Bristle-thighed curlew

Numenius tahitiensis (Gmelin, 1789)

Order: Charadriiformes

Family: Scolopacidae

New Zealand status: Native

Conservation status: Vagrant

Other names: bristlethighed curlew, bristle thighed curlew, kivi

Geographical variation: Nil

Bristle-thighed curlew. Adult. Rarotonga, October 2010. Image © Craig Steed by Craig Steed

Bristle-thighed curlew. Adult. Rarotonga, October 2010. Image © Craig Steed by Craig Steed

Bristle-thighed curlews are large shorebirds that mainly spend the non-breeding season on tropical Pacific atolls. A few overshoot, and there are three records from the subtropical Kermadec Islands north east of New Zealand. Bristle-thighed curlews are similar in size and body shape ot whimbrel, mainly differing in overall plumage colouration (orange-buff cf. brown) and cinnamon-coloured rump. The bristly feathers referred to in the bird’s name are difficult to see in the field.

Identification

The bristle-thighed curlew is about the size of a godwit, differing in having a down-curved bill and a pale stripe down the centre of the crown. It is very similar to a whimbrel in size, shape, bill shape and head markings. The upperparts are dark brown speckled with cinnamon-buff, with a plain cinnamon rump. There is a broad pale eyebrow stripe. The underparts are off-white on the belly and lower breast, grading into pale buff speckled with brown on the upper breast and throat. The underwing is orange-buff barred with brown. The bill is long, down-curved, pink at the base grading to dark brown at the tip (all dark when breeding); the legs are medium length and blue-grey. The sexes are alike (though females larger and longer billed); juveniles have larger buff spots on the back, and finer streaking on the breast.

Voice: a ‘wolf’ whistle chiu-eet.

Similar species: the main confusion risk is whimbrel which is similar size and structure, but bristle-thighed curlew is more orange-buff all over with plain cinnamon rump conspicuous in flight. The Asiatic whimbrel (the form most often seen in New Zealand) has a pale blaze extending up the back from the  rump. The whimbrel has a brown-and-white barred underwing without the orange tones of the bristle-thighed curlew. Whimbrel rarely shows as much pink on the bill as bristle-thighed curlew, and usually has more streaking and barring on the underparts. Whimbrel also has a very different call (a seven note whistle: ti-ti-ti-ti-ti-ti-ti-ti). Far-eastern curlew is larger with proportionately much longer bill and no crown stripe. Little whimbrel has a crown stripe but bill is finer and only slightly down curved.

Distribution and habitat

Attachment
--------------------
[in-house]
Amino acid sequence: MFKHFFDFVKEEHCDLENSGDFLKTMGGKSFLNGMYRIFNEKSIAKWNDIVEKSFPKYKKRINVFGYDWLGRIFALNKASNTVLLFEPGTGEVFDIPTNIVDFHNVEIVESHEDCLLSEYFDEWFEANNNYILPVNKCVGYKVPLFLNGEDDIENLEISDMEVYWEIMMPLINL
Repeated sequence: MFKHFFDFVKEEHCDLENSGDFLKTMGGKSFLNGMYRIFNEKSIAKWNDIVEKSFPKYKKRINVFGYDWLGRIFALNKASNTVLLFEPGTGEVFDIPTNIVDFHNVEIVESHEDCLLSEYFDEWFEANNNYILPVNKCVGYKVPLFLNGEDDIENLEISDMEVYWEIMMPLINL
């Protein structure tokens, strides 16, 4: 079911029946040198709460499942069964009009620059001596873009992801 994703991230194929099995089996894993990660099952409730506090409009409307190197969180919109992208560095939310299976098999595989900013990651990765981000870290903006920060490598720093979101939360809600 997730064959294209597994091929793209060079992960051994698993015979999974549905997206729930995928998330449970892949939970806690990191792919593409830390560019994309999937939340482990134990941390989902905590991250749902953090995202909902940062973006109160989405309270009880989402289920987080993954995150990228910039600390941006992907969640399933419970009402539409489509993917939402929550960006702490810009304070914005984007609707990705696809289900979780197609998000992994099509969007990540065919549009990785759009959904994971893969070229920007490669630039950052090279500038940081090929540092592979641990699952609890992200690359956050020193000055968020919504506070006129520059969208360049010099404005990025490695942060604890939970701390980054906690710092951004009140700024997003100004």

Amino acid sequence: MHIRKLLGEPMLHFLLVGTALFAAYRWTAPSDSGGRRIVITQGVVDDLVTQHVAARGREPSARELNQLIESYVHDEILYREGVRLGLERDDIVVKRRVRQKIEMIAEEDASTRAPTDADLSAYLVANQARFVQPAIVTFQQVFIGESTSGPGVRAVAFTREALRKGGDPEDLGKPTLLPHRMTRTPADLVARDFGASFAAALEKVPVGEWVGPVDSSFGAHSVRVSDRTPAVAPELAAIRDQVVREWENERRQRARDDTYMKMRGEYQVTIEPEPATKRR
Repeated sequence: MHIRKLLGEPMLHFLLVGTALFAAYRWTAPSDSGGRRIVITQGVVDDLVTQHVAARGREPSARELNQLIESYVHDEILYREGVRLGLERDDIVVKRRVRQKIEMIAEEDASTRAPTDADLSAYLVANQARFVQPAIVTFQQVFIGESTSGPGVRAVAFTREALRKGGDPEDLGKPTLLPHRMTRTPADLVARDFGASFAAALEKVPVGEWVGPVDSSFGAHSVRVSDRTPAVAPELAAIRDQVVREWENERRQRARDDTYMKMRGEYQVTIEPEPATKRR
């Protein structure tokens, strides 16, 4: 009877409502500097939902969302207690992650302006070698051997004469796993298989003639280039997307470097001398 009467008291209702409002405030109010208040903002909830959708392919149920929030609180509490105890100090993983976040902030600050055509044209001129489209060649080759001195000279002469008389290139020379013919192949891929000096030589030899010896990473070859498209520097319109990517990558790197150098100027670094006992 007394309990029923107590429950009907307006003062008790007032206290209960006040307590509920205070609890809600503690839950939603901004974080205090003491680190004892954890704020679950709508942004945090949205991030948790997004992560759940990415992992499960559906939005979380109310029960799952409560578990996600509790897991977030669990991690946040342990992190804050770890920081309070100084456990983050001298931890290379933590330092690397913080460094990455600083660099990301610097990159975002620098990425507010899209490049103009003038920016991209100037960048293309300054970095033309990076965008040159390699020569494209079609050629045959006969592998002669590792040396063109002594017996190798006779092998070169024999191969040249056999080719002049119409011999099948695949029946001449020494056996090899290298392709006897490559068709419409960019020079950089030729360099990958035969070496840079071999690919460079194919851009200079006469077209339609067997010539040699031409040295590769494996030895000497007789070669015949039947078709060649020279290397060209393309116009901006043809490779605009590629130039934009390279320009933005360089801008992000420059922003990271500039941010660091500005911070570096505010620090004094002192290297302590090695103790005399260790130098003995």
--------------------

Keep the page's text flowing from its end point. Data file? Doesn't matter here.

Bristle-thighed curlews breed in two separate tundra areas in western Alaska – the Seward Peninsula and the Nulato Hills, Yukon delta. They migrate to spend the non-breeding season on Pacific islands ranging from northwest Hawaiian Islands, through the Marshall and Gilbert Islands to the Marquesas and Tuamotu.  

Population

The total population is estimated at 10,000 birds.

New Zealand records

There have been 3 New Zealand records, all from the Kermadec Islands: Macauley Island (August 1966), North Meyer Islet (September 1972 – a dried corpse now in Te Papa), and Raoul Island (September 1972).

Threats and conservation   

The main threats to bristle-thighed curlews are in the non-breeding areas on Pacific islands. Bristle-thighed curlews become flightless when they moult making them particularly susceptible to predation by introduced mammals. Nuclear testing contaminated some atolls but the effects on birds are unknown.

Breeding

Bristle-thighed curlews nest on open tundra in a scrape or depression lined with vegetation. The clutch is usually 4.

Behaviour and ecology

Bristle-thighed curlews are the only shorebird known to use tools – they use stones to break the eggs of black-footed and Laysan albatrosses.

Food

In non-breeding season bristle-thighed curlews mostly eat intertidal and terrestrial invertebrates including crabs, molluscs, insects and spiders, but also takes carrion, food remains and eggs in seabird colonies.

Weblinks  

http://en.wikipedia.org/wiki/Bristle-thighed_Curlew

http://www.birdlife.org/datazone/speciesfactsheet.php?id=3010

http://www.prbo.org/cms/437

http://alaska.usgs.gov/science/biology/shorebirds/btcu.php

References

del Hoyo, J.; Elliott, A.; Sargatal, J. (eds). 1996. Handbook of birds of the world. Vol. 3, hoatzin to auks. Lynx Edicions, Barcelona.

Gill, R.E.; Redmond, R.L. 1992. Distribution, numbers, and habitat of bristle-thighed curlews (Numenius tahitiensis) on Rangiroa Atoll. Notornis 39: 17-26. Downloadable from: http://notornis.osnz.org.nz/system/files/Notornis_39_1_17.pdf

Heather, B.D.; Robertson, H.A. 1996. The field guide to the birds of New Zealand. Viking, Auckland.

Higgins, P.J.; Davies, S.J.J.F. (eds) 1996. Handbook of Australian, New Zealand and Antarctic birds. Vol. 3, snipe to pigeons. Oxford University Press, Melbourne.

Marks, J.S.; Hall, C.S. 1992. Tool use by bristle-thighed curlews feeding on albatross eggs. Condor 94: 1032-1034. Downloadable from: http://elibrary.unm.edu/sora/Condor/files/issues/v094n04/p1032-p1034.pdf

Marks, J. S.; Tibbitts, T.L.; Gill, R.E.; McCaffery, B.J. 2002. Bristle-thighed curlew (Numenius tahitiensis). In The Birds of North America No. 705 (A. Poole and F. Gill, Eds.). The Birds of North America, Inc., Philadelphia, PA.

Veitch, C.R.; Miskelly, C.M.; Harper, G.A.; Taylor, G.A.; Tennyson, A.J.D. 2004. Birds of the Kermadec Islands, south-west Pacific. Notornis 51: 61-90.

Wetlands International (2012). Waterbird Population Estimates. Retrieved from wpe.wetlands.org on Wednesday 25 Jul 2012

Recommended citation

Melville, D.S. 2013. Bristle-thighed Curlew. In Miskelly, C.M. (ed.) New Zealand Birds Online. www.nzbirdsonline.org.nz

Bristle-thighed curlew

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